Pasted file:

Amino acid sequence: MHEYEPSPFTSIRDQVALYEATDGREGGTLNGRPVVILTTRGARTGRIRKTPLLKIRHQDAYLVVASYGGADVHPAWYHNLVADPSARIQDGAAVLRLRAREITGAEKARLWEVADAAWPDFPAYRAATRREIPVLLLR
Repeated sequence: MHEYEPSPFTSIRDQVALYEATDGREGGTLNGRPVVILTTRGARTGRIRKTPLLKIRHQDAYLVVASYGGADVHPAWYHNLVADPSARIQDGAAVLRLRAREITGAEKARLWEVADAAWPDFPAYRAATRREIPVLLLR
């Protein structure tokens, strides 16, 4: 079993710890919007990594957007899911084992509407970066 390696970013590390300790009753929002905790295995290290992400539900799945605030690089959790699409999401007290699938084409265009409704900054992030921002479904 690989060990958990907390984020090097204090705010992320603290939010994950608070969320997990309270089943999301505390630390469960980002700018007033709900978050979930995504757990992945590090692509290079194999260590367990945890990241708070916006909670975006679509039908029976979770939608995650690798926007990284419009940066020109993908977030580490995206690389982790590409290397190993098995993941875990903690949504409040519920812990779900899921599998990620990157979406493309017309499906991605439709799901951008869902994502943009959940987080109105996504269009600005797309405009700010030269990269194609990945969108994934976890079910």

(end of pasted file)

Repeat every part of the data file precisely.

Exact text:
Amino acid sequence: MHEYEPSPFTSIRDQVALYEATDGREGGTLNGRPVVILTTRGARTGRIRKTPLLKIRHQDAYLVVASYGGADVHPAWYHNLVADPSARIQDGAAVLRLRAREITGAEKARLWEVADAAWPDFPAYRAATRREIPVLLLR
Repeated sequence: MHEYEPSPFTSIRDQVALYEATDGREGGTLNGRPVVILTTRGARTGRIRKTPLLKIRHQDAYLVVASYGGADVHPAWYHNLVADPSARIQDGAAVLRLRAREITGAEKARLWEVADAAWPDFPAYRAATRREIPVLLLR
């Protein structure tokens, strides 16, 4: 079993710890919007990594957007899911084992509407970066 390696970013590390300790009753929002905790295995290290992400539900799945605030690089959790699409999401007290699938084409265009409704900054992030921002479904 690989060990958990907390984020090097204090705010992320603290939010994950608070969320997990309270089943999301505390630390469960980002700018007033709900978050979930995504757990992945590090692509290079194999260590367990945890990241708070916006909670975006679509039908029976979770939608995650690798926007990284419009940066020109993908977030580490995206690389982790590409290397190993098995993941875990903690949504409040519920812990779900899921599998990620990157979406493309017309499906991605439709799901951008869902994502943009959940987080109105996504269009600005797309405009700010030269990269194609990945969108994934976890079910």